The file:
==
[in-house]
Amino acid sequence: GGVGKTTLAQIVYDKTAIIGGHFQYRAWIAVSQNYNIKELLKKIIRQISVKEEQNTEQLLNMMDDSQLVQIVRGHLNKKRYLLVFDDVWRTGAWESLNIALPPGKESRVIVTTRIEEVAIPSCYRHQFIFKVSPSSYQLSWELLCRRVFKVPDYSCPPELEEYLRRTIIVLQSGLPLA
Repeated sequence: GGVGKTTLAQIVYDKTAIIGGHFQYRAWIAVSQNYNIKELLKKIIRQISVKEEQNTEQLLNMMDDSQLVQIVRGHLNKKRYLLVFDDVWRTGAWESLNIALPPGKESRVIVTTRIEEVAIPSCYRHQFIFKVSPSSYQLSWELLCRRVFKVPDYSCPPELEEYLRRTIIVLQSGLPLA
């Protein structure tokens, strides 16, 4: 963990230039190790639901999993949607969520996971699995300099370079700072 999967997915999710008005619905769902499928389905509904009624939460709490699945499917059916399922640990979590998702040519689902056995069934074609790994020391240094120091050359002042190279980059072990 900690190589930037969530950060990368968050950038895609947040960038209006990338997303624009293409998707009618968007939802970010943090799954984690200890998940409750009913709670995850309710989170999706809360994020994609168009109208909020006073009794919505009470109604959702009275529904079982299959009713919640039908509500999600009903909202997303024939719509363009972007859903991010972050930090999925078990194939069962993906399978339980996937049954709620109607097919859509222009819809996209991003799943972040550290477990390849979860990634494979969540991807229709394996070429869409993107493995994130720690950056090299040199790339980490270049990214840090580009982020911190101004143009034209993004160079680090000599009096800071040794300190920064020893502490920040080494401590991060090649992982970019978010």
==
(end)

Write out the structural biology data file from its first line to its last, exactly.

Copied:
[in-house]
Amino acid sequence: GGVGKTTLAQIVYDKTAIIGGHFQYRAWIAVSQNYNIKELLKKIIRQISVKEEQNTEQLLNMMDDSQLVQIVRGHLNKKRYLLVFDDVWRTGAWESLNIALPPGKESRVIVTTRIEEVAIPSCYRHQFIFKVSPSSYQLSWELLCRRVFKVPDYSCPPELEEYLRRTIIVLQSGLPLA
Repeated sequence: GGVGKTTLAQIVYDKTAIIGGHFQYRAWIAVSQNYNIKELLKKIIRQISVKEEQNTEQLLNMMDDSQLVQIVRGHLNKKRYLLVFDDVWRTGAWESLNIALPPGKESRVIVTTRIEEVAIPSCYRHQFIFKVSPSSYQLSWELLCRRVFKVPDYSCPPELEEYLRRTIIVLQSGLPLA
């Protein structure tokens, strides 16, 4: 963990230039190790639901999993949607969520996971699995300099370079700072 999967997915999710008005619905769902499928389905509904009624939460709490699945499917059916399922640990979590998702040519689902056995069934074609790994020391240094120091050359002042190279980059072990 900690190589930037969530950060990368968050950038895609947040960038209006990338997303624009293409998707009618968007939802970010943090799954984690200890998940409750009913709670995850309710989170999706809360994020994609168009109208909020006073009794919505009470109604959702009275529904079982299959009713919640039908509500999600009903909202997303024939719509363009972007859903991010972050930090999925078990194939069962993906399978339980996937049954709620109607097919859509222009819809996209991003799943972040550290477990390849979860990634494979969540991807229709394996070429869409993107493995994130720690950056090299040199790339980490270049990214840090580009982020911190101004143009034209993004160079680090000599009096800071040794300190920064020893502490920040080494401590991060090649992982970019978010």